Pirales was touched by the testimonial, and accepted the delegation. She handled the reporters with an aplomb that later amazed her husband and children. “I had never seen her like that,” says Chamela Pirales. “So fervent, and yet so calm and dignified. I was really proud of her.” —Says Pirales, “I’d finally found my niche. For six months at that school, I didn’t know what I was doing; I didn’t know who I was. I’d enrolled with the highest hopes. This was to be nothing less than a new chapter in my life. But the reality was so different from my dreams. The coursework was monotonous, the lectures perfunctory; the other students were all half my age, and even the profs seemed to resent my presence. With the takeover, I finally found what I’d been looking for: community, purpose, and opportunity for growth.”
Bellhouse was flabbergasted. “I didn’t think old people should even be allowed inside the building,” he says, “let alone be allowed to talk for us.” Nor was he satisfied by the draft Nine Demands that Pirales read before the cameras, and which seemed to him neither numerous nor far-reaching enough—though he could not have said exactly what was missing.
Rennie Jarabal was also dissatisfied with the Nine Demands, but because they struck her as being altogether too inclusive. “So much of what they were asking for,” she says, “was either already in reach—I mean the food bank, and classes for the community—or was not actually in the university’s control—hazing, for example, which is obviously a tradition perpetuated by the students themselves.”
Suz Palombo was more troubled by the president’s willingness to negotiate beyond her authority. For instance, Radil objected at first to Demand Three, “No more muggings,” claiming that there was no money in the budget for increased security patrols; but eventually she relented after the students agreed to drop advertising from the agenda. But, as Palombo points out, “Advertising revenue is the purview of the Communications and Marketing Council, and patrols are the purview of the Security and Safety Council. They have nothing to do with each other, and you can’t simply reappropriate funds from one to the other by diktat. The same goes for the reinstatement of Professor Reid, or the expansion of Lot M. These are decisions that can only be made by the Department of Astronomy or the Campus Development Office—not by the president.”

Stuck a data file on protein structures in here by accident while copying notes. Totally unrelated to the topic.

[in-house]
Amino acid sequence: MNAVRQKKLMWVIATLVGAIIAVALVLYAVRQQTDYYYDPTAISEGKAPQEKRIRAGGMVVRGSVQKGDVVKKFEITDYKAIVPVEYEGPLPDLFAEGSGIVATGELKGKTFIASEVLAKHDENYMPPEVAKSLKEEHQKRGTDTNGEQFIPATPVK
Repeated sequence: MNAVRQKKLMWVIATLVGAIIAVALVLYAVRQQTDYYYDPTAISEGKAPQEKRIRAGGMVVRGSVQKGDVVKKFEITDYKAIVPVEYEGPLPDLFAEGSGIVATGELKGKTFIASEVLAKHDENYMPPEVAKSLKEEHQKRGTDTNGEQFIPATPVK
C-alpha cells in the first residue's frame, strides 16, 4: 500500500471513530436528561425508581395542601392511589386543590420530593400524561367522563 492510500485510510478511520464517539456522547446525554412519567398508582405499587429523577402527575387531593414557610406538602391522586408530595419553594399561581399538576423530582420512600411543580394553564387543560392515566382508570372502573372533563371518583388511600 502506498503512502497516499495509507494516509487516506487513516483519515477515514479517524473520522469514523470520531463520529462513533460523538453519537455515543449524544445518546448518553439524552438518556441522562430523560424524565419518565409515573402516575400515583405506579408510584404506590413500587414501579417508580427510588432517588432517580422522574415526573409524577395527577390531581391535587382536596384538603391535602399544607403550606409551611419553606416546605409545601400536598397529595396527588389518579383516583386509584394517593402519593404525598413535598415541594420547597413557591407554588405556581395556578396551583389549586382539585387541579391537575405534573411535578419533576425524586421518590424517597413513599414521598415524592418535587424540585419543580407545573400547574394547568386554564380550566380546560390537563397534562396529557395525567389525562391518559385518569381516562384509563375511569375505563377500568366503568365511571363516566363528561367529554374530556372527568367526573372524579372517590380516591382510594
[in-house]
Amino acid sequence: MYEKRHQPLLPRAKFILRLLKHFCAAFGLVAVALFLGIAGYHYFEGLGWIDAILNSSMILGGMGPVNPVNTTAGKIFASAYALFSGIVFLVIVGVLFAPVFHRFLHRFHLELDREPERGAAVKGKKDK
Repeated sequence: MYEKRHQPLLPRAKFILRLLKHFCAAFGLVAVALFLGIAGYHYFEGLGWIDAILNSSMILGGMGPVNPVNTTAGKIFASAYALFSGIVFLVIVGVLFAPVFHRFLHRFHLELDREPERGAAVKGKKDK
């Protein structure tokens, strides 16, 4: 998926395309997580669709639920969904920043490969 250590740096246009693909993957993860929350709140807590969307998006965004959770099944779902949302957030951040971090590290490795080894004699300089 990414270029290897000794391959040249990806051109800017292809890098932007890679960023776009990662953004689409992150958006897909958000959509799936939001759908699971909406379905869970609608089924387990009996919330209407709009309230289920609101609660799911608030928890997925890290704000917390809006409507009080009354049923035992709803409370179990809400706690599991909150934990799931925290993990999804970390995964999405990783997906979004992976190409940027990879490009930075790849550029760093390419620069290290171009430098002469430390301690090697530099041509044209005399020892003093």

Gloria Chisholm, the dean of admissions, admits to having similar reservations. “I didn’t know what game Trifenia was playing. I thought maybe she was just stalling for time, or trying to coax them out of the building with false promises. I went along with her, but I did realize that none of what we were consenting to would stand.”
Says Radil, “I didn’t concede anything that wasn’t possible. I knew roughly the budgets involved, and how far they could be stretched; and I knew all the key players, and exactly how far they’d bend. I didn’t grant anything that I wasn’t confident could be ratified. If we’d had more time, I’m sure we would’ve made a dinner everyone could sit down to.”
Forntner tried to reassure Palombo. “We’ve got sixteen witnesses here,” he said. “President Radil knows she can’t revoke anything when this is over—or we’ll just take the building back; or, at the very least, publicly shame her into resigning. And getting the president to resign is a hell of a lot more than any of us ever expected to accomplish today.”
Palombo did not think Radil would resign over a few broken promises made to a handful of trespassing students; nor was Palombo content to aim so low. “We should be negotiating with the real policymakers,” she said, naming some of them.
Forntner shook his head. “I’m tired of groveling at those people’s feet. Right now, here, in this room, we outnumber them. Let’s capitalize.”
“It was clear to me then,” says Palombo, “that Nolan had lost his perspective. He’d made the matter personal. Who were ‘we’? Who was ‘them’? Was Professor Falck ‘them’? Was Elea Bukarica ‘we’?” She adds, “I think all Nolan could see was that he was in negotiations with the president of the university. He imagined he was being taken seriously—that he was important. And at that moment, I believe, he was more interested in playing out that drama than in saving trees, or reinstating Professor Reid, or any of the rest of it. That’s why I left.”